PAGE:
Our brothers and sisters in China (and a whole host of other lands) live under the care of a Sovereign before whom all the kings and rulers will take a knee, and confess HIS Lordship over all. How we need to pray for the Church in these lands, that they would rest in the recompence of their Saviour, and in His intimate concern for their situation.

Uninspiring Inspiration

13 02 2008

As mentioned last week, A.T.B. McGowan’s most recent book ‘The Divine Spiration of Scripture‘ is causing something of a stir in evangelical circles, mostly because of its ‘novel’ approach to the issue of inerrancy. I’m not fond of judging a book by its cover (nor by its controversy) and have been working through the text, seeking to get to the root of what he has to say about the inspiration of Scripture. The end result of McGowan’s research seems to me to be a mixed bag, providing thought provoking analysis in some areas, and mind-numbing non-argument in others.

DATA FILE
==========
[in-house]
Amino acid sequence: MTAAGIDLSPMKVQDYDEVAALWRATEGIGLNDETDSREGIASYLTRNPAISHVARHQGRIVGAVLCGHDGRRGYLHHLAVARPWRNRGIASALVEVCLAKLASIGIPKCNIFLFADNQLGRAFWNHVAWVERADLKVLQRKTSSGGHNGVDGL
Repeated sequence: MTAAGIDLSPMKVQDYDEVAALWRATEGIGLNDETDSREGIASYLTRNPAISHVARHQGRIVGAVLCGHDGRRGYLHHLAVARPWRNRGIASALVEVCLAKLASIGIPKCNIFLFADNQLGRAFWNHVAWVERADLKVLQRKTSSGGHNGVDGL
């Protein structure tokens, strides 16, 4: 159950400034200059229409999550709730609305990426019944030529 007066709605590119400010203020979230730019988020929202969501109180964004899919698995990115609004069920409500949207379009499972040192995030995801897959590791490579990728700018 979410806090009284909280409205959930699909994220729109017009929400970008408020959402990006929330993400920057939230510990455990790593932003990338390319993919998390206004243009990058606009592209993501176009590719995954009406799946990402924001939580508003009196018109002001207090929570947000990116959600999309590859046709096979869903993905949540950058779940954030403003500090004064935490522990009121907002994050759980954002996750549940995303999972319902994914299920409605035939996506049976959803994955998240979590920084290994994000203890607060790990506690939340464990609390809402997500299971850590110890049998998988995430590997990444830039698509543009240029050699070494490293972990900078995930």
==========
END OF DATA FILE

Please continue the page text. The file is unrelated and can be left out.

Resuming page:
On the positive side, McGowan writes with a passion to think clearly and intelligently about how evangelicals use and describe Scripture. Some of his early thoughts are genuinely helpful as he seeks to set the work of the Holy Spirit in breathing out God’s Word at the centre of his theological task. He offers some novel and cogent thoughts about the vocabulary used to speak of inspiration. Rather than divine ‘inspiration’ he urges the use of the term divine spiration. McGowan contends that most translations of Scripture have adhered to the KJV ‘inspired’ rather than a literal translation of ‘theopneustos’ or ‘God breathed’ (cf. NIV;ESV). He also takes issue with the phrase inspiration because of its modern English usage as applied to other works of literature or art, where inspiration is reduced to a merely human process. His argumentation here is linear, lucid and helpful. I think he makes a good case.